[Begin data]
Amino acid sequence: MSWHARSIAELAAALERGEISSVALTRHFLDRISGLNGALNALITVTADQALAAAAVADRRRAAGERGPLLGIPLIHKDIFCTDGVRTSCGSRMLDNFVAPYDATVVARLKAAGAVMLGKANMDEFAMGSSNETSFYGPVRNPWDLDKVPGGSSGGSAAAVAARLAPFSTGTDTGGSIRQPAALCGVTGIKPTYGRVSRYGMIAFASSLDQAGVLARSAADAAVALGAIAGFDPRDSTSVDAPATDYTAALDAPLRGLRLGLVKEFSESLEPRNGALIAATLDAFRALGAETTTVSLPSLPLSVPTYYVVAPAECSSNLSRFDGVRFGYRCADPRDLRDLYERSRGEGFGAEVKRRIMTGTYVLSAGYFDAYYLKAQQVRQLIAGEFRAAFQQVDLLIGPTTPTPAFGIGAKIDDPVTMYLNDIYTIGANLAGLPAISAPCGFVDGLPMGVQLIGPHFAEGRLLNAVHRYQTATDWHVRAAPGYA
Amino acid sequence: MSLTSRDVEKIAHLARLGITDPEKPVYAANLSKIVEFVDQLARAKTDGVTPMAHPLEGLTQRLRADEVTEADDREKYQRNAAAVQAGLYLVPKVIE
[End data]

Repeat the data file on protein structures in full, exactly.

Amino acid sequence: MSWHARSIAELAAALERGEISSVALTRHFLDRISGLNGALNALITVTADQALAAAAVADRRRAAGERGPLLGIPLIHKDIFCTDGVRTSCGSRMLDNFVAPYDATVVARLKAAGAVMLGKANMDEFAMGSSNETSFYGPVRNPWDLDKVPGGSSGGSAAAVAARLAPFSTGTDTGGSIRQPAALCGVTGIKPTYGRVSRYGMIAFASSLDQAGVLARSAADAAVALGAIAGFDPRDSTSVDAPATDYTAALDAPLRGLRLGLVKEFSESLEPRNGALIAATLDAFRALGAETTTVSLPSLPLSVPTYYVVAPAECSSNLSRFDGVRFGYRCADPRDLRDLYERSRGEGFGAEVKRRIMTGTYVLSAGYFDAYYLKAQQVRQLIAGEFRAAFQQVDLLIGPTTPTPAFGIGAKIDDPVTMYLNDIYTIGANLAGLPAISAPCGFVDGLPMGVQLIGPHFAEGRLLNAVHRYQTATDWHVRAAPGYA
Amino acid sequence: MSLTSRDVEKIAHLARLGITDPEKPVYAANLSKIVEFVDQLARAKTDGVTPMAHPLEGLTQRLRADEVTEADDREKYQRNAAAVQAGLYLVPKVIE